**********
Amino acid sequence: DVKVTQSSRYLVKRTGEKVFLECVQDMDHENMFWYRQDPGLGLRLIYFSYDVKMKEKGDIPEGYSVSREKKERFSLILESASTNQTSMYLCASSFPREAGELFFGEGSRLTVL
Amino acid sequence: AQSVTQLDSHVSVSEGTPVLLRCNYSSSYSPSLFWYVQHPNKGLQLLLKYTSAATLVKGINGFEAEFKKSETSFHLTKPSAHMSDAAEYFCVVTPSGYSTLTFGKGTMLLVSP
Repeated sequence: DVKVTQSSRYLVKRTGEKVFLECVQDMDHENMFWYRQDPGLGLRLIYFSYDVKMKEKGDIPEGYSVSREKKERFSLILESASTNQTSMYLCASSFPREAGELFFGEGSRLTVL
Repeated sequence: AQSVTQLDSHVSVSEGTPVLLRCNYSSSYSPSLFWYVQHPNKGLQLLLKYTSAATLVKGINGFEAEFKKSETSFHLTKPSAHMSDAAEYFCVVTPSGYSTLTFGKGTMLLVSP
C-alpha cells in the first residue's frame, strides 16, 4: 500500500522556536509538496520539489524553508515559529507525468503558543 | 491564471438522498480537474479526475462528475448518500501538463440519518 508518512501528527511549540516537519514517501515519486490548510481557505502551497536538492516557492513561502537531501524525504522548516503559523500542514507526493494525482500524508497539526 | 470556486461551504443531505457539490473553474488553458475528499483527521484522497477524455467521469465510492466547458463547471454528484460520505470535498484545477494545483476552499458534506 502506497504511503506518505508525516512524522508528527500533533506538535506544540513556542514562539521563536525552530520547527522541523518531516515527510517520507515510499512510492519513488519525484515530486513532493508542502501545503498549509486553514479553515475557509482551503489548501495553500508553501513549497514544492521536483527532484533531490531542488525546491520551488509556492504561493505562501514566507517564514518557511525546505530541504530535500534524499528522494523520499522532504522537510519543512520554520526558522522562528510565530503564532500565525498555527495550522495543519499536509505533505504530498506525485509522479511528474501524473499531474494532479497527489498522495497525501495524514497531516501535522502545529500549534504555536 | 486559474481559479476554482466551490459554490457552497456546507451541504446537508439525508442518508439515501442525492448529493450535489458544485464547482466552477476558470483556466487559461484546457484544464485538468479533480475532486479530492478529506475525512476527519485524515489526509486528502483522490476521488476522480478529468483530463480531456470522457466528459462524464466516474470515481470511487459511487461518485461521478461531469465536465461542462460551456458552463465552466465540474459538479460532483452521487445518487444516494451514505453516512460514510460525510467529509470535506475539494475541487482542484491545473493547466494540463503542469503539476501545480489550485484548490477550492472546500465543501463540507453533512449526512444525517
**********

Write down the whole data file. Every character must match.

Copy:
Amino acid sequence: DVKVTQSSRYLVKRTGEKVFLECVQDMDHENMFWYRQDPGLGLRLIYFSYDVKMKEKGDIPEGYSVSREKKERFSLILESASTNQTSMYLCASSFPREAGELFFGEGSRLTVL
Amino acid sequence: AQSVTQLDSHVSVSEGTPVLLRCNYSSSYSPSLFWYVQHPNKGLQLLLKYTSAATLVKGINGFEAEFKKSETSFHLTKPSAHMSDAAEYFCVVTPSGYSTLTFGKGTMLLVSP
Repeated sequence: DVKVTQSSRYLVKRTGEKVFLECVQDMDHENMFWYRQDPGLGLRLIYFSYDVKMKEKGDIPEGYSVSREKKERFSLILESASTNQTSMYLCASSFPREAGELFFGEGSRLTVL
Repeated sequence: AQSVTQLDSHVSVSEGTPVLLRCNYSSSYSPSLFWYVQHPNKGLQLLLKYTSAATLVKGINGFEAEFKKSETSFHLTKPSAHMSDAAEYFCVVTPSGYSTLTFGKGTMLLVSP
C-alpha cells in the first residue's frame, strides 16, 4: 500500500522556536509538496520539489524553508515559529507525468503558543 | 491564471438522498480537474479526475462528475448518500501538463440519518 508518512501528527511549540516537519514517501515519486490548510481557505502551497536538492516557492513561502537531501524525504522548516503559523500542514507526493494525482500524508497539526 | 470556486461551504443531505457539490473553474488553458475528499483527521484522497477524455467521469465510492466547458463547471454528484460520505470535498484545477494545483476552499458534506 502506497504511503506518505508525516512524522508528527500533533506538535506544540513556542514562539521563536525552530520547527522541523518531516515527510517520507515510499512510492519513488519525484515530486513532493508542502501545503498549509486553514479553515475557509482551503489548501495553500508553501513549497514544492521536483527532484533531490531542488525546491520551488509556492504561493505562501514566507517564514518557511525546505530541504530535500534524499528522494523520499522532504522537510519543512520554520526558522522562528510565530503564532500565525498555527495550522495543519499536509505533505504530498506525485509522479511528474501524473499531474494532479497527489498522495497525501495524514497531516501535522502545529500549534504555536 | 486559474481559479476554482466551490459554490457552497456546507451541504446537508439525508442518508439515501442525492448529493450535489458544485464547482466552477476558470483556466487559461484546457484544464485538468479533480475532486479530492478529506475525512476527519485524515489526509486528502483522490476521488476522480478529468483530463480531456470522457466528459462524464466516474470515481470511487459511487461518485461521478461531469465536465461542462460551456458552463465552466465540474459538479460532483452521487445518487444516494451514505453516512460514510460525510467529509470535506475539494475541487482542484491545473493547466494540463503542469503539476501545480489550485484548490477550492472546500465543501463540507453533512449526512444525517